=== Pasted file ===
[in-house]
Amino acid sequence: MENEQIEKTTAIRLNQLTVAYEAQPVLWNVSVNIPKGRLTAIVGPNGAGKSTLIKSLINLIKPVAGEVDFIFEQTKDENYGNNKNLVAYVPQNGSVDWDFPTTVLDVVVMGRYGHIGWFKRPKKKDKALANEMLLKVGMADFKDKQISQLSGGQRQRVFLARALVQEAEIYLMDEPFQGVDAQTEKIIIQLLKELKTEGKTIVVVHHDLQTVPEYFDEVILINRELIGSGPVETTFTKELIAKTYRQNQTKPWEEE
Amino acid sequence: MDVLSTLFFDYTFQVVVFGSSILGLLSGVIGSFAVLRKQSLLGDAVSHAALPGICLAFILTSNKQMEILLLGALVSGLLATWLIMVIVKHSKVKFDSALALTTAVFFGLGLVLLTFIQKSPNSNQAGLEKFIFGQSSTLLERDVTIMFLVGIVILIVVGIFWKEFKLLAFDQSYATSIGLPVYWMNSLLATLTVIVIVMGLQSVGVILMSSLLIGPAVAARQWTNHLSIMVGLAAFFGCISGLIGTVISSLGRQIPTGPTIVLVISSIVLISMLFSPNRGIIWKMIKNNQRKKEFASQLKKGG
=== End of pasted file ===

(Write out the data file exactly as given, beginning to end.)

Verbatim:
[in-house]
Amino acid sequence: MENEQIEKTTAIRLNQLTVAYEAQPVLWNVSVNIPKGRLTAIVGPNGAGKSTLIKSLINLIKPVAGEVDFIFEQTKDENYGNNKNLVAYVPQNGSVDWDFPTTVLDVVVMGRYGHIGWFKRPKKKDKALANEMLLKVGMADFKDKQISQLSGGQRQRVFLARALVQEAEIYLMDEPFQGVDAQTEKIIIQLLKELKTEGKTIVVVHHDLQTVPEYFDEVILINRELIGSGPVETTFTKELIAKTYRQNQTKPWEEE
Amino acid sequence: MDVLSTLFFDYTFQVVVFGSSILGLLSGVIGSFAVLRKQSLLGDAVSHAALPGICLAFILTSNKQMEILLLGALVSGLLATWLIMVIVKHSKVKFDSALALTTAVFFGLGLVLLTFIQKSPNSNQAGLEKFIFGQSSTLLERDVTIMFLVGIVILIVVGIFWKEFKLLAFDQSYATSIGLPVYWMNSLLATLTVIVIVMGLQSVGVILMSSLLIGPAVAARQWTNHLSIMVGLAAFFGCISGLIGTVISSLGRQIPTGPTIVLVISSIVLISMLFSPNRGIIWKMIKNNQRKKEFASQLKKGG